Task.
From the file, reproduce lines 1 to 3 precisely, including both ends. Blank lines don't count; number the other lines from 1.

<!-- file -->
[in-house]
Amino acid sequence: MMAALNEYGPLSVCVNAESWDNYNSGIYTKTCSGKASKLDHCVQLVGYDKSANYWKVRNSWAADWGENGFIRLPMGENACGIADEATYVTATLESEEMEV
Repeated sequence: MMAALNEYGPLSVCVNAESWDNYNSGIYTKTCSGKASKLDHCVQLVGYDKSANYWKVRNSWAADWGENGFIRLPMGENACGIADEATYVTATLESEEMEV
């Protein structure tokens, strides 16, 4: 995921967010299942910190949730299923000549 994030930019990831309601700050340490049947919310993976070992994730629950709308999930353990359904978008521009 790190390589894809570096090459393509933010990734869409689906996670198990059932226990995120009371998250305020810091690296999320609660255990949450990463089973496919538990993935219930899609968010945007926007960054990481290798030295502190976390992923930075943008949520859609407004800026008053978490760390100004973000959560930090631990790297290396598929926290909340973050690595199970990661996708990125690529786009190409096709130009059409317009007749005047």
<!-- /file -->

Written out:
[in-house]
Amino acid sequence: MMAALNEYGPLSVCVNAESWDNYNSGIYTKTCSGKASKLDHCVQLVGYDKSANYWKVRNSWAADWGENGFIRLPMGENACGIADEATYVTATLESEEMEV
Repeated sequence: MMAALNEYGPLSVCVNAESWDNYNSGIYTKTCSGKASKLDHCVQLVGYDKSANYWKVRNSWAADWGENGFIRLPMGENACGIADEATYVTATLESEEMEV